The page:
Southwest US Turquoise Mines

Southwest US Turquoise Mines

Care – It looks great for a vintage piece. I’d keep on doing what you are doing as far as storage. If it is tarnishing, you could wrap it in anti-tarnish cloth which you can purchase by the yard on the internet or at a sewing store.

Tribal affiliation. You mention Butterfly Clan but I doubt this is Hopi. I’m not familiar with Tau. I would guess Navajo made. Here are some examples of typical butterfly motifs and their tribal affiliations.

Hopi Butterfly pendant by Kevin Takala. Note the textuized background and silver overlay, typical of Hopi jewelry.7

Hopi Butterfly pendant by Kevin Takala. Note the textured background and silver overlay, typical of Hopi jewelry.

Zuni Inlay Butterfly Pendant by Allison Dishta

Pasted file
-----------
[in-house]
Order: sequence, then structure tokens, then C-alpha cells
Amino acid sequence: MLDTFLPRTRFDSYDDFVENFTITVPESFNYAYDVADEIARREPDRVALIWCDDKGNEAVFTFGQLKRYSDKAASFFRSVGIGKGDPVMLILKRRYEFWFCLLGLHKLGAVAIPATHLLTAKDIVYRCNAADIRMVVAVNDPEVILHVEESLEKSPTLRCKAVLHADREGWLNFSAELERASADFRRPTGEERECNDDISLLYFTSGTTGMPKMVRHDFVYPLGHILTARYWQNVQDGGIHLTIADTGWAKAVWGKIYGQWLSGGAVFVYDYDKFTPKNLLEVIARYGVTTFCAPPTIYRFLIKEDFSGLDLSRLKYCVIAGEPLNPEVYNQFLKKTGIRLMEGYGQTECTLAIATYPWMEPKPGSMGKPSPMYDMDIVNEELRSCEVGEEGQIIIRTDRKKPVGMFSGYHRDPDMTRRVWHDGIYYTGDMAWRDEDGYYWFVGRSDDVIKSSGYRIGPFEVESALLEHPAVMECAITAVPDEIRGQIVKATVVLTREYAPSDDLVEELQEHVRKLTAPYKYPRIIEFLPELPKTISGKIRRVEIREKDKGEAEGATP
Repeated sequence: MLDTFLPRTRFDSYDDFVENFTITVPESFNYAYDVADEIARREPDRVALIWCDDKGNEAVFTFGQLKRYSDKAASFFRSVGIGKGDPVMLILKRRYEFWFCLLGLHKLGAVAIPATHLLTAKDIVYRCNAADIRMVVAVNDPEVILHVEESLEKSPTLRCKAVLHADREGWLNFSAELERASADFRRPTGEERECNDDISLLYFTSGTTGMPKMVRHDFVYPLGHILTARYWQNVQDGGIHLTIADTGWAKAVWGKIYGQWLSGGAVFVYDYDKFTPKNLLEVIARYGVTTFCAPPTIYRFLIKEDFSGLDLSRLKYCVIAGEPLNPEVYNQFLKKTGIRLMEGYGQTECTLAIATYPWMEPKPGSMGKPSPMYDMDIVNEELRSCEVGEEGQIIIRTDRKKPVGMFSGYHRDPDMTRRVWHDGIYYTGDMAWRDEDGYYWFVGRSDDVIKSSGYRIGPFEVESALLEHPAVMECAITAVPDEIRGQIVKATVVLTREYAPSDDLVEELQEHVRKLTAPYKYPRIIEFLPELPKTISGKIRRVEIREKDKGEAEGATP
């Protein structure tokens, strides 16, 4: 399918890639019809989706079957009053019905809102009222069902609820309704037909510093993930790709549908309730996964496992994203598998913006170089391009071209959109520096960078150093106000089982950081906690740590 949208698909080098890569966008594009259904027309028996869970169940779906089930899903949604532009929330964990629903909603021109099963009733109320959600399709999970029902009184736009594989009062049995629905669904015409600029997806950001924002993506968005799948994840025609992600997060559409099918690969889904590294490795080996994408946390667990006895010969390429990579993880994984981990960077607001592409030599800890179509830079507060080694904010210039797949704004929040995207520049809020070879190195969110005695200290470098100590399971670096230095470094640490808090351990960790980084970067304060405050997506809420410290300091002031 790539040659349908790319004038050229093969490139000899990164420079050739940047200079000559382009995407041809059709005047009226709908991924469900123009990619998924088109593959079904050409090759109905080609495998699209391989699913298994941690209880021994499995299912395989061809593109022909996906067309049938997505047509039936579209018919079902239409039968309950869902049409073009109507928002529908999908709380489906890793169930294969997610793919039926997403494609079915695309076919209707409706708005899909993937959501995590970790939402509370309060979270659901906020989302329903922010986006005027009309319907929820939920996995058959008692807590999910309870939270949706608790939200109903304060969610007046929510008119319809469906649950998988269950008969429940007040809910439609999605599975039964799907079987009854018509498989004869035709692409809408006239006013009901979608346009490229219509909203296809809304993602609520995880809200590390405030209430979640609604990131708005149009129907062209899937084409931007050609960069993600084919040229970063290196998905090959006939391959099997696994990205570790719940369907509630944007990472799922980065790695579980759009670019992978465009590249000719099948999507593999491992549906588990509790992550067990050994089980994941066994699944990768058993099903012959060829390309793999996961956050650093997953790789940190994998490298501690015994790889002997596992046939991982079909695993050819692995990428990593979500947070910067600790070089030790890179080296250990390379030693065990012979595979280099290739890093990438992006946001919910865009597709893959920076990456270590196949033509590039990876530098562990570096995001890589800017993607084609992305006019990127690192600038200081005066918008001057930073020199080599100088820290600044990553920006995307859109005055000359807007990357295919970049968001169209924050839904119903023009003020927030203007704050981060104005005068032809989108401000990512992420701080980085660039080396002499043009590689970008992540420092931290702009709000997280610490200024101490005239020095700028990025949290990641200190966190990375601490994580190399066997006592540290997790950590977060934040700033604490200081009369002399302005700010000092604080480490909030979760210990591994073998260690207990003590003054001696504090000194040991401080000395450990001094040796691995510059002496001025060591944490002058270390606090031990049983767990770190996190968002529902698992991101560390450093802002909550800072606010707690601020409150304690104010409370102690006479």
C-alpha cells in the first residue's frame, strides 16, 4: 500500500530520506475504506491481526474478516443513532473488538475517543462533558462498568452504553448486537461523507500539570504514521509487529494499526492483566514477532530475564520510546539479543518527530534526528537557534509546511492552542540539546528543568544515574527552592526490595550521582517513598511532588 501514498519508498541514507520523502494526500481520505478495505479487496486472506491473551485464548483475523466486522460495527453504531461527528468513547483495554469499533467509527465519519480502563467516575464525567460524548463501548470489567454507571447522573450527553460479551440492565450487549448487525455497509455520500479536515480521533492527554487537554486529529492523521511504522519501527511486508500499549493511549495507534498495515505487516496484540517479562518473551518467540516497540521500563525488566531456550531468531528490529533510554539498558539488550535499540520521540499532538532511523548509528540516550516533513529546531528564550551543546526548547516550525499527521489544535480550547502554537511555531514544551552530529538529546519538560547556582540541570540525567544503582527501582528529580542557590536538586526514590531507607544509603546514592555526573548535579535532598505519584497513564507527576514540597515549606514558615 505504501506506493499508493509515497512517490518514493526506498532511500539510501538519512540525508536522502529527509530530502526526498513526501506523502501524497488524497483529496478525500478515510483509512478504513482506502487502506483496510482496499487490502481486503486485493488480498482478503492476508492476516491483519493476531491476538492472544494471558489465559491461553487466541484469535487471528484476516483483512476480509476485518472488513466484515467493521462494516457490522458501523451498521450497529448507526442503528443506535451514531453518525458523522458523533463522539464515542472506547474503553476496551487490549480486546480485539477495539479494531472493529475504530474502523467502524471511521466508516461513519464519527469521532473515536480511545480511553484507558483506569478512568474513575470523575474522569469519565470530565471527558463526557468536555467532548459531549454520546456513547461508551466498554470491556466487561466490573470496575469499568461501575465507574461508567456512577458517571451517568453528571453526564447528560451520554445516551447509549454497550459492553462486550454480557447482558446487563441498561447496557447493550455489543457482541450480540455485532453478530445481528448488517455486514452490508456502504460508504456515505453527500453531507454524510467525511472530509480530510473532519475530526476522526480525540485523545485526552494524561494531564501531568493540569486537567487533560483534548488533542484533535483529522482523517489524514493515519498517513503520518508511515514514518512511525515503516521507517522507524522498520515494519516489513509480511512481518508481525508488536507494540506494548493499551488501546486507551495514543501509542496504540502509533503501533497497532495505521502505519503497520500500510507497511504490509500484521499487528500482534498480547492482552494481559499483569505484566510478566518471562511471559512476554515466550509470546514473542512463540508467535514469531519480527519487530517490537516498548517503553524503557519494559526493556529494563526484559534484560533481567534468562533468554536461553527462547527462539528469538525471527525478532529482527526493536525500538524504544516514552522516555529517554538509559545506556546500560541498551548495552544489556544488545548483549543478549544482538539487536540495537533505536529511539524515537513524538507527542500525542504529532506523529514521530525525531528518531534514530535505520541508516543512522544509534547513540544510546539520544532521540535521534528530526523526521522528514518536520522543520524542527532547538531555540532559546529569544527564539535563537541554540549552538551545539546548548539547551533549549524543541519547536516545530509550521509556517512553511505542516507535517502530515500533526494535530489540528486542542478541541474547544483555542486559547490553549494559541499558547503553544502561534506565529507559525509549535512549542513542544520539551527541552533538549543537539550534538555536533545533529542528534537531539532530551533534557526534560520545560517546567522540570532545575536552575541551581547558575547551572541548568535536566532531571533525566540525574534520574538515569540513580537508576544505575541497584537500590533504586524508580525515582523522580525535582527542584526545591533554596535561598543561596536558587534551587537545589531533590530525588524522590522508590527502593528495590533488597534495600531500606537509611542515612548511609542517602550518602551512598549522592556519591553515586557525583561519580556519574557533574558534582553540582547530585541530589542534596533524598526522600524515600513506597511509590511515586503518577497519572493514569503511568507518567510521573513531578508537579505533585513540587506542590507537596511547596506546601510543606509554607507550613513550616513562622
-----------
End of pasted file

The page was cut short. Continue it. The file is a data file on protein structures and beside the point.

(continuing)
Zuni Inlay Butterfly Pendant by Allison Dishta

Navajo Pin Pendant by Thomas Yazzie

Navajo Pin Pendant by Thomas Yazzie

As far as significance or ceremonial use, that is always best obtained from the person who made it or it was purchased from. Each Native American tribe ascribes their own legends and stories to the butterfly. Butterfly attributes can range everywhere from beauty and transformation to vanity to untrustworthy trickster.

Here is an example of the butterfly hairdo on an unmarried Hopi woman.

butterfly hair HopiTo read some of the legends, I suggest a google search something like “Navajo Butterfly Legend” and a similar one for Hopi and Zuni.


Zuni Opal Inlay Pin Pendant by Earline Edaakie

Zuni Opal Inlay Pin Pendant by Earline Edaakie